DEERFIELD, Ill. – The timing was impeccable. As Bulls coach Tom Thibodeau said for the third or fourth time that guard Kirk Hinrich‘s bruised left calf was healing, Hinrich emerged for a cluster of reporters to limp 20 yards toward the locker-room hallway at the team’s Berto Center practice facility Wednesday afternoon.
Long John Silver, Fred Sanford and Jabba The Hutt would have been glancing over their shoulders, laughing, in a foot race. If the Brooklyn Nets have anyone on their bench with whom Hinrich in his current condition can keep up in Game 6, it’s coach P.J. Carlesimo. Maybe.
So it’s a long shot Hinrich — who injured his leg in Chicago’s triple-overtime victory in Game 4 Saturday and sat out the Nets’ Game 5 victory at the Barclays Center Monday — can play Thursday night at United Center. He only ditched a walking boot Wednesday, has yet to test his left leg by running or jumping and said he would have to improve further for his “game-time decision” to go thumbs-up.
That puts instant-offense guy Nate Robinson, the team’s third preferred option at point guard after Derrick Rose and Hinrich, in the likely starter’s role again.
Thibodeau also delivered the news that forwards Luol Deng and Taj Gibson were sick and skipped the practice, further thinning the ranks if only for Wednesday. He didn’t sound optimistic about rusty veteran Rip Hamilton, who hasn’t played since the series’ opener, making an appearance in Game 6, though.
So naturally, it was time to ask about Rose. Hey, he’s moving way better than Hinrich.
“There’s always a chance,” Thibodeau said straight-faced. Then a twinkle appeared in his eyes for what would be a fresh quote on the stale subject. “Small as that might be.”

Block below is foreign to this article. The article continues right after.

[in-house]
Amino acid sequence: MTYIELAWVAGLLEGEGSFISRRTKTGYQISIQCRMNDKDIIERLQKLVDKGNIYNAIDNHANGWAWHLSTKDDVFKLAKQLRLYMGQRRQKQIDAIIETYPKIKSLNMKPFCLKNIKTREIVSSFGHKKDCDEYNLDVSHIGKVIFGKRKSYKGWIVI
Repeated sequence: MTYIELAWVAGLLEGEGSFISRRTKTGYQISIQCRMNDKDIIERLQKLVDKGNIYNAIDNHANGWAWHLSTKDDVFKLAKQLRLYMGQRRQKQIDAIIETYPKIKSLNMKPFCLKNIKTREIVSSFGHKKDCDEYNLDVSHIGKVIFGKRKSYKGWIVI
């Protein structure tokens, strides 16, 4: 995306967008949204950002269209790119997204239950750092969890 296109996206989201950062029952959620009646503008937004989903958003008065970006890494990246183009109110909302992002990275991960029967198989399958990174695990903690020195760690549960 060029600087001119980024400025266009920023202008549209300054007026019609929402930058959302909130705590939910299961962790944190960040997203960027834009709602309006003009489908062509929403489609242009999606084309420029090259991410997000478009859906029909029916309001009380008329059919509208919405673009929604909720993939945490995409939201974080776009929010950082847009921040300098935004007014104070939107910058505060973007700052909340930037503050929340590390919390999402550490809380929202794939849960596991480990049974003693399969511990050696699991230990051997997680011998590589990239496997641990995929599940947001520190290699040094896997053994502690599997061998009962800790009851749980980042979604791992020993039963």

Chuckles all around. But it scarcely could get smaller at this late date. Rose — whose ACL surgery on his left knee know requires a year reference (April 28, 2012) — still hasn’t felt comfortable enough in his recovery, apparently less for physical reasons than trust and confidence in his game, to return. To do so suddenly for Game 6 or even if his teammates advance to the next round against Miami would be like turning from a standing stop onto a freeway where every other vehicle is going 80 mph, no merge lane, nothing.
That hasn’t stifled impatience and criticism from within the team’s fan base, which has watched a parade of other players — from Hinrich throughout the season and Gibson (strained knee) to center Joakim Noah‘s ongoing plantar fasciitis — gut through discomfort while less than 100 percent.
Thibodeau and Hinrich both said again that the Bulls have Rose’s back.
“We know what kind of guy he is, we know what kind of teammate he is. We don’t feel that way,” Hinrich said. “I haven’t heard one ill word said [among teammates] about it.”
Said Thibodeau: “There’s a big difference between the type of injury he’s had and all these other injuries. We certainly appreciate what all the other guys are doing. But Derrick has had a very serious injury. It requires time. He’s 24 years old. We’re not going to rush him back. When he’s completely comfortable, that’s when we want him out there. If that means we wait another game, if that means we wait till next year, so be it. We want him completely comfortable. We’re not going to make that mistake.”
Criticism from outside of Chicago tossed at its native son, one of the most competitive and popular performers ever for the city’s pro sports teams, means nothing, the Bulls coach said.
“Derrick owes it to do what’s right. And the more I’m around him, the more I’m impressed by this guys’ character. He’s not being swayed by anybody. He’s not quite there, and we made that clear to him from the beginning — we’re going to support him in every way possible. I would never question him. Ever.”